Sep 21, 2021  
2020-2021 Academic Catalog 
    
2020-2021 Academic Catalog [ARCHIVED CATALOG]

Course Descriptions


Course Numbering System

The following lists include all courses normally offered at Albion College. However, not all courses are offered every year. When possible, courses offered in alternate years are designated. For details, students should consult the Class Schedule for each semester, available online at: www.albion.edu/registrar. The College reserves the right to add or withdraw courses without prior announcement, as conditions may require.

Unless otherwise stated, 100 level courses are intended for freshmen, 200 level for sophomores, 300 and 400 level for juniors and seniors.

A list of courses which meet the core and category requirements, organized by departments, is available online at www.albion.edu/registrar.

Further information may be obtained at the Registrar’s Office in the Ferguson Student, Technology, and Administrative Services Building.

 

Geology

  
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    GEOL 101: Introductory Geology


    (1 Unit)
    A survey course designed for liberal arts students covering many aspects of physical geology, the study of active earth processes. Labs illustrate lecture materials and the techniques used by geologists. One field trip. Complements the material covered in GEOL 103 ; either course can serve as an introductory course in geology. Staff.
  
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    GEOL 103: Introduction to Earth History


    (1 Unit)
    A survey course designed for liberal arts students and covering many aspects of historical geology, the study of evolving environments and life forms on earth. Labs utilize fossils, rock samples, maps and field trips to illustrate techniques used by historical geologists. Complements the material covered in GEOL 101 ; either course can serve as an introductory course in geology. Staff.
  
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    GEOL 104: Earth Resources and the Environment


    (1 Unit)
    Without earth resources, civilization would not exist. Gold, diamonds, water, oil, building materials—all of our material resources ultimately are derived from the earth. This course examines the origin and geologic occurrence of these materials and the environmental implications of their utilization. No laboratory. Staff.
  
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    GEOL 106: Natural Disasters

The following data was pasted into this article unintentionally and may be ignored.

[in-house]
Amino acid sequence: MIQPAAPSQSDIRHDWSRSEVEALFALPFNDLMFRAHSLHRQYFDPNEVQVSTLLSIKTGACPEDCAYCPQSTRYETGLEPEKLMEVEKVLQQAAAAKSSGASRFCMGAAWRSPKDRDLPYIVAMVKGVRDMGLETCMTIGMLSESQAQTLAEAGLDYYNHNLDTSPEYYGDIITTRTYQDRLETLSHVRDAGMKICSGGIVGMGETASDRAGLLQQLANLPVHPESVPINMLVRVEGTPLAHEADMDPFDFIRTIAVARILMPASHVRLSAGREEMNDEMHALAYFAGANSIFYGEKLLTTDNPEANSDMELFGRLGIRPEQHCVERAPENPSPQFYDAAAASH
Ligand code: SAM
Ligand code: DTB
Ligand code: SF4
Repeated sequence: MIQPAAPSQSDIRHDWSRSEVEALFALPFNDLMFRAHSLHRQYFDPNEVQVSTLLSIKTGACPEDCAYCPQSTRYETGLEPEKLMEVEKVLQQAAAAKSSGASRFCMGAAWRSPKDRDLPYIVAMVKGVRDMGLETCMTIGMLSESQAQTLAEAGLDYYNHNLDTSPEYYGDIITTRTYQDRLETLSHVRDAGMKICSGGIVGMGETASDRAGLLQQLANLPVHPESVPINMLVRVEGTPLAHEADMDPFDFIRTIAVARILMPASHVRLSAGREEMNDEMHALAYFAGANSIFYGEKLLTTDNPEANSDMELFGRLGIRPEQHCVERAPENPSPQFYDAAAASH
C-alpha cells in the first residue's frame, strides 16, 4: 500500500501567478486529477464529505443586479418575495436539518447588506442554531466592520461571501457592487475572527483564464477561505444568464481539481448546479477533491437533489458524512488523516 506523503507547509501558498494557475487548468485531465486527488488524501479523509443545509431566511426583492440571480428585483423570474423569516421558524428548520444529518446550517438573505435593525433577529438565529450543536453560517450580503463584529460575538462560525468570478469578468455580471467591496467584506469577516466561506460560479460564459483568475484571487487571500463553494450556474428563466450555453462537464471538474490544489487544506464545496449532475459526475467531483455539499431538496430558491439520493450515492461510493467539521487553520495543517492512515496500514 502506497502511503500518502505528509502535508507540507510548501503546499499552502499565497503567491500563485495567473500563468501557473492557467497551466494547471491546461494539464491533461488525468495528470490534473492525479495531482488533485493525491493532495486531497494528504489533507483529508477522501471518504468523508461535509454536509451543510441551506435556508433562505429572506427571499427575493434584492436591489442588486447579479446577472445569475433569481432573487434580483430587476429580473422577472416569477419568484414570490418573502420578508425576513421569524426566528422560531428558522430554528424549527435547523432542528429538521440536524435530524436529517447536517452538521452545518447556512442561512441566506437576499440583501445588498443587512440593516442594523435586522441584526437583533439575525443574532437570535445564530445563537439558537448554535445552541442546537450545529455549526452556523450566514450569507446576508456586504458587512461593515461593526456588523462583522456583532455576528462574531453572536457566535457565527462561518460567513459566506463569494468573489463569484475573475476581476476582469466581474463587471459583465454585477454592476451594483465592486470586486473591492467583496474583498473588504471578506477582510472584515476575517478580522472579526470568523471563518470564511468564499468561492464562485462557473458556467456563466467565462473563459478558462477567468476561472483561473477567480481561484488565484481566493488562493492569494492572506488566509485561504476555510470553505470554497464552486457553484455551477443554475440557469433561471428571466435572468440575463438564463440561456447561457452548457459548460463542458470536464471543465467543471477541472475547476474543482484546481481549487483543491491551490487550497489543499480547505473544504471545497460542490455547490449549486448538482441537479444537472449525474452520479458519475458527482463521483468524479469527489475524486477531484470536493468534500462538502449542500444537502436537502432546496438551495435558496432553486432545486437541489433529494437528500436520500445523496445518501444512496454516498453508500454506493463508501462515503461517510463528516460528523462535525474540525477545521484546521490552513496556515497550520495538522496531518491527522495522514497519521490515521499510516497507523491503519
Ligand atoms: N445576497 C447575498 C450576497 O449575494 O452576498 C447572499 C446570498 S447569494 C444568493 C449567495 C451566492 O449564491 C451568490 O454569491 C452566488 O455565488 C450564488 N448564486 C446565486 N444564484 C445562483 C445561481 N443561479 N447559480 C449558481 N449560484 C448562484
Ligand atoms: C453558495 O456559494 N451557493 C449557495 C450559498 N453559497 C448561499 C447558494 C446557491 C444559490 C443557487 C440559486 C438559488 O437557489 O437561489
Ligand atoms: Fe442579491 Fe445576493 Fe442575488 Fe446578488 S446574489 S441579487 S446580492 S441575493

(1 Unit)
    A review of the natural disasters that affect humans and the environment. Emphasizes the causes and prediction of natural hazards, assessment of hazard vulnerability, and disaster mitigation and recovery through case studies of historical and recent natural disasters. Topics include earthquakes, volcanoes, landslides, extreme weather, climate change and floods. No laboratory. Staff.
  
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    GEOL 111: Geography and Geographic Information Systems


    (1 Unit)
    An introduction to the elementary principles, techniques and utility of geographic information systems (GIS) toward the study of world geography, as well as related concepts and techniques involved in creating and using digital maps. Shows how maps (particularly computer-generated maps) can help in displaying and analyzing geographic and other spatial data, and the use of these analyses in modeling cultural and natural systems. Some prior computer experience is helpful, but is not required. Lecture and laboratory. McRivette.
  
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    GEOL 115: Oceans, Atmosphere and Climate


    (1 Unit)
    Describes the world’s oceans and atmosphere and considers how they interact with one another, and with humans. Topics include the geological evolution of the ocean basins, ocean-atmosphere circulation patterns, ocean currents, climate and weather patterns, storms and weather fronts, paleo-oceanography and the history of climate, and the chemical composition of the oceans. Emphasizes the role of the oceans in mediating global climate, global change, global dispersal of pollution and other environmental concerns. No laboratory. Offered in alternate years. T. Lincoln, Wilch.
  
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    GEOL 187: Selected Topics


    (1/4 Unit)
    An examination of subjects or areas not included in other courses. Staff.
  
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    GEOL 188: Selected Topics


    (1/2 Unit)
    An examination of subjects or areas not included in other courses. Staff.
  
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    GEOL 189: Selected Topics


    (1 Unit)
    An examination of subjects or areas not included in other courses. Staff.
  
  •  

    GEOL 201: Structural Geology


    (1 Unit)
    Prerequisite: GEOL 101  or GEOL 103 .
    Study of stress-strain relationships and behavior of materials, with particular reference to recognition and interpretation of rock structures. Laboratory work includes methods of solving structural problems and the use of geologic maps and cross-sections to interpret sequences of events in complex structural regions. Offered in alternate years. B. Lincoln.